University of Surrey

Test tubes in the lab Research in the ATI Dance Research

Light Effects on Sleep, Activity and Mood in Older People.

Lederle, Katharina. (2010) Light Effects on Sleep, Activity and Mood in Older People. Doctoral thesis, University of Surrey (United Kingdom)..

Available under License Creative Commons Attribution Non-commercial Share Alike.

Download (14MB) | Preview


Sleep problems increase with age and this may be, in part, due to a reduction in environmental and perceived light levels and the impact these have on the circadian system and daytime functioning. This study investigated the effects of daytime light exposure delivered as a skeleton photoperiod on subjective and actigraphic sleep, daytime mood and alertness, circadian activity rhythms and melatonin production and timing in healthy older people (>60 years) with self-reported sleep problems (Pittsburgh Sleep Quality Index >5). Two polychromatic light sources with different spectral compositions were compared, a blue-enriched (17000 K) and a control (4000 K) white light condition, at two different irradiances. Participants (66.5 +- 4.7 years; 23F, 10M) completed an at-home study of 11 consecutive weeks: 1 week baseline followed by 3 weeks daily light exposure (2 h in the morning and 2 h evening) and 2 weeks of washout for each light condition (randomised, crossover design). Twelve participants received low irradiance lights (-3.6x1014 photons/cm2/sec, ~400 lux) and 21 participants received high irradiance lights (~9.1x1014 photons/cm2/sec, ~1100 lux). Participants completed daily sleep diaries, mood and alertness scales, and wore an activity monitor continuously. The urinary metabolite of melatonin, 6-sulphatoxymelatonin, was measured before and at the end of each light exposure period (sequential urine collection over a 39 h period). Timed light exposure showed some beneficial effects on subjective and actigraphic sleep, mood, alertness, activity and the melatonin rhythm. Results were shown to be irradiance- and period-dependent. Blue-enriched light significantly delayed subjective and actigraphic sleep time compared to control light. Light administration produced few effects, possibly due to insufficient strength of the photic signal (irradiance, duration) as well as the confounding effects of a real world-life environment (natural photoperiod, social commitments). Future work should focus on refining and optimising light treatment for older community-dwelling individuals with sleep problems.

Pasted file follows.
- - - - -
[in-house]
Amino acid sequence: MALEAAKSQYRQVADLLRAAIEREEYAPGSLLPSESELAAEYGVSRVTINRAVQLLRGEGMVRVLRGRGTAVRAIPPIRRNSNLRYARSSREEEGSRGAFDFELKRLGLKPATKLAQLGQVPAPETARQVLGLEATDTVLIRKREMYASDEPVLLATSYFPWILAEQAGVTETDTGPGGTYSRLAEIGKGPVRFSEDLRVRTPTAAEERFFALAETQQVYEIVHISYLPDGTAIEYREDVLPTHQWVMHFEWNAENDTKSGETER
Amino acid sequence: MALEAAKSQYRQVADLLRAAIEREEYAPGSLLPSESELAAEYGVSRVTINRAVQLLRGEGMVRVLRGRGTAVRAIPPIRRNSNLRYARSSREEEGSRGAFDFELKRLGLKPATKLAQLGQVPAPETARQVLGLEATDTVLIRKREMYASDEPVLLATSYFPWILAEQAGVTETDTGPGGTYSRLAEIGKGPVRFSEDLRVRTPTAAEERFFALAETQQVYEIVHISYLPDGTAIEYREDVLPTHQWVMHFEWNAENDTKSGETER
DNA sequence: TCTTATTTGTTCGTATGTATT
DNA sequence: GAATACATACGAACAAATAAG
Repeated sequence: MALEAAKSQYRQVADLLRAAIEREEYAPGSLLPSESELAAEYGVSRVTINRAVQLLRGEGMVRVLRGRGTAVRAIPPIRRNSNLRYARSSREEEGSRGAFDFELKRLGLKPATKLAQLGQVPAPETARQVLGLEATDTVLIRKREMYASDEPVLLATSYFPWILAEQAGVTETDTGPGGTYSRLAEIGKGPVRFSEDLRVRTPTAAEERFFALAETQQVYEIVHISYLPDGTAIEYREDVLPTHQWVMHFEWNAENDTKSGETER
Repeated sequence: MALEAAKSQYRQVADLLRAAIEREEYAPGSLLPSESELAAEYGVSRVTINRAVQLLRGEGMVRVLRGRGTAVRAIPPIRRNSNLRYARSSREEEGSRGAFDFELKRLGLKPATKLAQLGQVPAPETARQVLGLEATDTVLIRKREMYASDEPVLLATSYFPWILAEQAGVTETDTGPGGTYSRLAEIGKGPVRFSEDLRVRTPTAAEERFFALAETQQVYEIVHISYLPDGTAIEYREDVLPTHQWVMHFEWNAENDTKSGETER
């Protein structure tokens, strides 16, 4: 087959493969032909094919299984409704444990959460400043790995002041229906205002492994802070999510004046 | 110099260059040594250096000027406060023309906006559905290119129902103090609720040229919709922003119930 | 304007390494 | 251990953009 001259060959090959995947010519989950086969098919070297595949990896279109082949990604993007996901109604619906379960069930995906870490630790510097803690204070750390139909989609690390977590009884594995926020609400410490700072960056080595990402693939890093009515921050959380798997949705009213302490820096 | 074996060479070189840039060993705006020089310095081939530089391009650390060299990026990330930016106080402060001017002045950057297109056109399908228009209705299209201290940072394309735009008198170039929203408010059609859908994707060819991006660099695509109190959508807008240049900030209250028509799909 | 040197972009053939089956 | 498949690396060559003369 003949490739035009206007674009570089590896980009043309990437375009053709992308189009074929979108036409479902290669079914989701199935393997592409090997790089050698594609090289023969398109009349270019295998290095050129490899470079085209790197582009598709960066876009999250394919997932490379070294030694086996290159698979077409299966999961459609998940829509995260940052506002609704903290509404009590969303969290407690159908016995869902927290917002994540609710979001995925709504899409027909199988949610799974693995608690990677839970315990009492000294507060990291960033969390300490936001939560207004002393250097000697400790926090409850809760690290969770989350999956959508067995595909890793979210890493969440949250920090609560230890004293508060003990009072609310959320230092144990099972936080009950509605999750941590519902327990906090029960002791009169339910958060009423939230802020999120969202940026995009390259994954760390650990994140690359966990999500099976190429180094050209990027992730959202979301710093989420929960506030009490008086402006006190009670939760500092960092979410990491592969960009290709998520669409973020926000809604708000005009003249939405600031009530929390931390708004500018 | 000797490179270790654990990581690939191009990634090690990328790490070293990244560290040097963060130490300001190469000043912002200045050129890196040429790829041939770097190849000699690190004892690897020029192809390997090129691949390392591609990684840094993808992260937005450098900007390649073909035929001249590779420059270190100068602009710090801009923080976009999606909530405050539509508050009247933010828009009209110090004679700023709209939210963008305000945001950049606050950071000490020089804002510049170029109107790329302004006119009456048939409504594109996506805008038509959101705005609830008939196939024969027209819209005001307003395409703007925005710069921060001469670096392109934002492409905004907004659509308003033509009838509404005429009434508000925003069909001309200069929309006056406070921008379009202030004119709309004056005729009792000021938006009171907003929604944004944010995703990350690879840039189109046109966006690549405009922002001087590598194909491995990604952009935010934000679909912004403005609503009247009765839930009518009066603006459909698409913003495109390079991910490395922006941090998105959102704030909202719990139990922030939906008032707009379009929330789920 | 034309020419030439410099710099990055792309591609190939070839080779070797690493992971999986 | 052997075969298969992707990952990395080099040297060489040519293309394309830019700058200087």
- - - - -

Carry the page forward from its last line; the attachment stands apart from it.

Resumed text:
Item Type: Thesis (Doctoral)
Divisions : Theses
Authors : Lederle, Katharina.
Date : 2010
Additional Information : Thesis (Ph.D.)--University of Surrey (United Kingdom), 2010.
Depositing User : EPrints Services
Date Deposited : 06 May 2020 12:15
Last Modified : 06 May 2020 12:19

Actions (login required)

View Item View Item


Downloads per month over past year

Information about this web site

© The University of Surrey, Guildford, Surrey, GU2 7XH, United Kingdom.
+44 (0)1483 300800